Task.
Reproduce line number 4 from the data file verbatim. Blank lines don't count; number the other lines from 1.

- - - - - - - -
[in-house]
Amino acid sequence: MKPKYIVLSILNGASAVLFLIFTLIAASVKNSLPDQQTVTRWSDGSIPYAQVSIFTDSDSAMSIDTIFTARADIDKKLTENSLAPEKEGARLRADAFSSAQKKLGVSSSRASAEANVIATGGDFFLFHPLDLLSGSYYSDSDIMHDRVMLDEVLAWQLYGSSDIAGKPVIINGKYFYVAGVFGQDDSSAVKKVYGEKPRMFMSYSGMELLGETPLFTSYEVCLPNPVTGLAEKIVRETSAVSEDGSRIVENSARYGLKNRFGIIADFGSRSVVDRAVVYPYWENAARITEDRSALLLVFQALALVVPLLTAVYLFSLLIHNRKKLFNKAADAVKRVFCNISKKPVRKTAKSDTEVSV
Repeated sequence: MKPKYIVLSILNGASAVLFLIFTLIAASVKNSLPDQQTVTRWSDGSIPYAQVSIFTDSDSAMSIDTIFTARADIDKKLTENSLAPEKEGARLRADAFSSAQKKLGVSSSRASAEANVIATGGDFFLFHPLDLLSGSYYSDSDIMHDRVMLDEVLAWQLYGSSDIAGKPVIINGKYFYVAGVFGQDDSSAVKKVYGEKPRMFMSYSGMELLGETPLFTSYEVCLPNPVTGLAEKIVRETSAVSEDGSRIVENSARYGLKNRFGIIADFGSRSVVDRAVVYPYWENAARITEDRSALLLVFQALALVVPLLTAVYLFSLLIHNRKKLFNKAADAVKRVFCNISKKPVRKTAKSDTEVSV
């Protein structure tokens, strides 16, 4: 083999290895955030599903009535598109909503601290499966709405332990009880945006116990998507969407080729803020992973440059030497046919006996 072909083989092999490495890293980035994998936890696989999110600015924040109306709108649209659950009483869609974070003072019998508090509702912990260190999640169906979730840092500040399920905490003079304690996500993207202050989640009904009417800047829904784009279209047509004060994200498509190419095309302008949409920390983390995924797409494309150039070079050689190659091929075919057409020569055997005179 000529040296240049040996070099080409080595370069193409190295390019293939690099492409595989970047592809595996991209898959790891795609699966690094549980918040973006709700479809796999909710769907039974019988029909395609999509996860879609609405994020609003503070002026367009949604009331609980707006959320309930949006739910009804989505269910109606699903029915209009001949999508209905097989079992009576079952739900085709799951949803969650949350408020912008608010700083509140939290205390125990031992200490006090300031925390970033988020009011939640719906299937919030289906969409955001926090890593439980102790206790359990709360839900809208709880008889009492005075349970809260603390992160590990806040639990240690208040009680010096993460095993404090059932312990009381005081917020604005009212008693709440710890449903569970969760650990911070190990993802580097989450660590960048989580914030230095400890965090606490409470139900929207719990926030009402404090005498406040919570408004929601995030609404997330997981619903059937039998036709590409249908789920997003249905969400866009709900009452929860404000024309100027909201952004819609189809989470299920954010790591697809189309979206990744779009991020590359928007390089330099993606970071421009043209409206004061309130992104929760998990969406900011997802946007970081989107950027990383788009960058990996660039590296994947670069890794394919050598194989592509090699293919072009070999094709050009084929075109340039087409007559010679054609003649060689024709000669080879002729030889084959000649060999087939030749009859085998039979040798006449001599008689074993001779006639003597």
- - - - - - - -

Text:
């Protein structure tokens, strides 16, 4: 083999290895955030599903009535598109909503601290499966709405332990009880945006116990998507969407080729803020992973440059030497046919006996 072909083989092999490495890293980035994998936890696989999110600015924040109306709108649209659950009483869609974070003072019998508090509702912990260190999640169906979730840092500040399920905490003079304690996500993207202050989640009904009417800047829904784009279209047509004060994200498509190419095309302008949409920390983390995924797409494309150039070079050689190659091929075919057409020569055997005179 000529040296240049040996070099080409080595370069193409190295390019293939690099492409595989970047592809595996991209898959790891795609699966690094549980918040973006709700479809796999909710769907039974019988029909395609999509996860879609609405994020609003503070002026367009949604009331609980707006959320309930949006739910009804989505269910109606699903029915209009001949999508209905097989079992009576079952739900085709799951949803969650949350408020912008608010700083509140939290205390125990031992200490006090300031925390970033988020009011939640719906299937919030289906969409955001926090890593439980102790206790359990709360839900809208709880008889009492005075349970809260603390992160590990806040639990240690208040009680010096993460095993404090059932312990009381005081917020604005009212008693709440710890449903569970969760650990911070190990993802580097989450660590960048989580914030230095400890965090606490409470139900929207719990926030009402404090005498406040919570408004929601995030609404997330997981619903059937039998036709590409249908789920997003249905969400866009709900009452929860404000024309100027909201952004819609189809989470299920954010790591697809189309979206990744779009991020590359928007390089330099993606970071421009043209409206004061309130992104929760998990969406900011997802946007970081989107950027990383788009960058990996660039590296994947670069890794394919050598194989592509090699293919072009070999094709050009084929075109340039087409007559010679054609003649060689024709000669080879002729030889084959000649060999087939030749009859085998039979040798006449001599008689074993001779006639003597």